“The traditional ballet A Midsummer Night’s Dream, most famously, Sir Frederick Ashton’s production, is performed in one act to Mendelssohn’s score “A Midsummer Night’s Dream,'” Martin explains. “My new version of the ballet will be in two acts. Act II is set to Mendelssohn’s score for the ballet, and the Act I is set to music from his First Symphony.  I wanted to make a version of A Midsummer Night’s Dream that offered something new, but still choreographed in a very classical ballet vocabulary,” Martin explains. “In the studio, we’ve been working on creating very strong characters – both among the Athenians and the fairies. I love the worlds we have created, and look forward to sharing them with the public.”

Douglas Martin will also present a pre-performance lecture at 6:30pm.

The performance will be this Friday, March 6 at 7:30pm. Tickets are available at this link.

 

Links to Darlene Love

Building excitement around a living legend is on one hand exciting, but on the other, intimidating! There’s so much about Darlene Love’s upcoming concert to get excited about. For our readers, here is a compilation of links to Darlene Love’s impressive work and some other interesting things collected along the way:

A list of 15 videos of Darlene Love:

Darlene Love’s first performance of “Christmas (Baby Please Come Home)” on David Letterman, 1986

Nice 3:29 video recap of her earlier work:

Articles worth reading:

Darlene Love is mentioned in this Huffington Post article, “The Unsung Hero of Sixties Music

David Letterman Says Goodbye to a Nearly 30-Year-Old Holiday Tradition

Darlene Love on Oscars, Letterman farewell, Springsteen-annointed Album

BvmBRvlIIAA-B6f-1Rolling Stone article on Darlene Love’s new album produced by Stevie Van Sandt

John Moser of The Morning Call interview and article

Dustin Schoof of The Express Times article Singer Darlene Love says fans will be ‘shocked’ by new solo album

 

Connecting the Dots – Teaching Resources:

From the Rock and Roll Forever Foundation Online Curriculum – “How the Other Half Lives: The Best of Girl Group Rock” by  Greil Marcus. (Now that’s an author worth reading more.)

About myself and reflections on a master

Posted by Matthew Werkheiser, English Major, Class of 2014

I must admit, I have never written on a blogging site before, but I am greatly looking forward to using this outlet as a means of developing a more intimate style for myself. But first, I should introduce myself , my name is Matthew Werkheiser, I am a senior and an English Lit major with a fond love of Irish and existential literature, John Milton, and romanticism. I have only been at Lehigh since I was a junior, having previously attended Lebanon Valley College. I cannot attest to my undergraduate journey being a splendid one. It is, for lack of a better word…interesting…but as I am the culmination of all my experiences, I must appreciate it for what it has taught me. My freshman and sophomore years were rocky, but Lehigh has absolutely made everything worth it (even that semester when I thought I was a bio major) and I finally have found a community which has helped me grow not only as a scholar, but also as a human being. I just wish I had been able to experience a full four years here, rather than my short (yet deliciously sweet) two.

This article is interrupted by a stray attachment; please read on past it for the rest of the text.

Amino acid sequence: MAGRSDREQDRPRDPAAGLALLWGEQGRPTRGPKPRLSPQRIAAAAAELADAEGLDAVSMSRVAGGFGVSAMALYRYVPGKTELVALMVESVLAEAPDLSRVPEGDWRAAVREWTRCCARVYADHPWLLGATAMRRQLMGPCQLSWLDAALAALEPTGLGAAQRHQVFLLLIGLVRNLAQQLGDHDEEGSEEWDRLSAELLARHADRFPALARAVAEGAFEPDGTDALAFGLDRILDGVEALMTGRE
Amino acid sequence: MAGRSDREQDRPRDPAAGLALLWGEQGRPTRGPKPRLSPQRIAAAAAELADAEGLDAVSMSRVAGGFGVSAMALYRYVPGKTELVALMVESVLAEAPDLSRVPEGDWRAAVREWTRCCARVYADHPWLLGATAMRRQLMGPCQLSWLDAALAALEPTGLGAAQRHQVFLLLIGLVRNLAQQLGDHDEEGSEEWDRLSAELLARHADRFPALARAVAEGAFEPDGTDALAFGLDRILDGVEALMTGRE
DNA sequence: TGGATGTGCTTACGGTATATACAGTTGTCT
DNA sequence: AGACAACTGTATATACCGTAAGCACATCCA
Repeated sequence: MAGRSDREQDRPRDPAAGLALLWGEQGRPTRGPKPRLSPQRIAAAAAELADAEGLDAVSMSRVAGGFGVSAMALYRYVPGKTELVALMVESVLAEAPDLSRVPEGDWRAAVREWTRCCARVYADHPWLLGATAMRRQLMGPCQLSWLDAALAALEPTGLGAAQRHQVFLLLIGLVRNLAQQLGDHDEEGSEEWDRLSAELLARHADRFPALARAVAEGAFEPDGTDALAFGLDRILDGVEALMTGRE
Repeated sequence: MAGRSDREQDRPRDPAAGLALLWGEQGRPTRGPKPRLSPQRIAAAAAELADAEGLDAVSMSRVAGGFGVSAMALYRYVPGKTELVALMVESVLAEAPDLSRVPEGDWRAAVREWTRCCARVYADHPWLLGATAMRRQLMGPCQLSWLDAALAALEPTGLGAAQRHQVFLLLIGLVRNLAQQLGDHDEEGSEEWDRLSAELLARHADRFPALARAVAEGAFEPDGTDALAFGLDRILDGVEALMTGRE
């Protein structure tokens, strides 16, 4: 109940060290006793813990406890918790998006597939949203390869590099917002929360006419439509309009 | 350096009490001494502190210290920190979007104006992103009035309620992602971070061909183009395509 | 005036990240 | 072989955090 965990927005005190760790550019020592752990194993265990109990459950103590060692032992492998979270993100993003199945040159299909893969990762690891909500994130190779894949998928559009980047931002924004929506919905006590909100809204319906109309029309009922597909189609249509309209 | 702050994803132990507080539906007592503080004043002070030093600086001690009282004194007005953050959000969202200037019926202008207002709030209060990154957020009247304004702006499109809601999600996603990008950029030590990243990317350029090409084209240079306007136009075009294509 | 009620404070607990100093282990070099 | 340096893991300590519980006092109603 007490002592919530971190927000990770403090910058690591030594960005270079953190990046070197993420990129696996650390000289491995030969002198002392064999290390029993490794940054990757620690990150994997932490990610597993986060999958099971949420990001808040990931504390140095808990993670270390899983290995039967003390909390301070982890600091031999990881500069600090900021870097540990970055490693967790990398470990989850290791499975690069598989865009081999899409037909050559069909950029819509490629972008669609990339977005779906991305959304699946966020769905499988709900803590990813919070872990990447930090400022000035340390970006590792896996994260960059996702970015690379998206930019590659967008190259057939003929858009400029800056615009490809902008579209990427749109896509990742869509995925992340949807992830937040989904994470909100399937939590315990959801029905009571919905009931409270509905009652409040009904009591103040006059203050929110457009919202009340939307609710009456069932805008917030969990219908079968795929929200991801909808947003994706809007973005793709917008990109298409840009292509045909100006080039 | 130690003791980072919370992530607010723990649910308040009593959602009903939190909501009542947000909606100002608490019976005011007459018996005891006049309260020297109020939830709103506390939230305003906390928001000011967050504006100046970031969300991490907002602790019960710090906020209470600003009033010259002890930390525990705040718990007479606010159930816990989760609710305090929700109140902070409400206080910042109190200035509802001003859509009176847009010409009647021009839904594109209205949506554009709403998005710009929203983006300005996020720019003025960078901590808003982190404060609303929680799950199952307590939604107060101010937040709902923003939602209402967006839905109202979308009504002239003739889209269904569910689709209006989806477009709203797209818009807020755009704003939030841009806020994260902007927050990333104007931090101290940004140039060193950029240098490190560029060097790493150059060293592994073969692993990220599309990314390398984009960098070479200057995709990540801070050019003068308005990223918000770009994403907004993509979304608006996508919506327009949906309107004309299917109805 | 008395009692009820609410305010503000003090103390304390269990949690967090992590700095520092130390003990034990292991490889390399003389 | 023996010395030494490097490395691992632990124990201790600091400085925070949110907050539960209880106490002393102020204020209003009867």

But, without getting too emotional, I would like to spend the rest of this post reflecting on a recent performance I had the opportunity to see. On Saturday (the 16th) John Lithgow graced the stage of Zoellner with his one-man-show, “Stories by Heart.” I myself am familiar with John Lithgow from his absolutely show-stopping guest performance as Arthur Mitchell in Showtimes serial-killer extravaganza, Dexter. And when I say show stopping, I literally mean show stopping. He ruined the show for me as a result of his eclipsing performance. He was the apex of Dexter‘s unwieldy eight season run. Every season after Lithgow’s performance was, in my opinion, a huge disappointment. If you want to see Lithgow as a force of nature, watch season four of Dexter. My love of Dexter aside, the man has been in other things: he was Lord Farquaad in Shrek, Reverend Moore in Footloose (unfortunately a movie now tainted with the meme tour-de-force that is Kevin Bacon), and Dr. Dick Solomon in 3rd Rock from the Sun.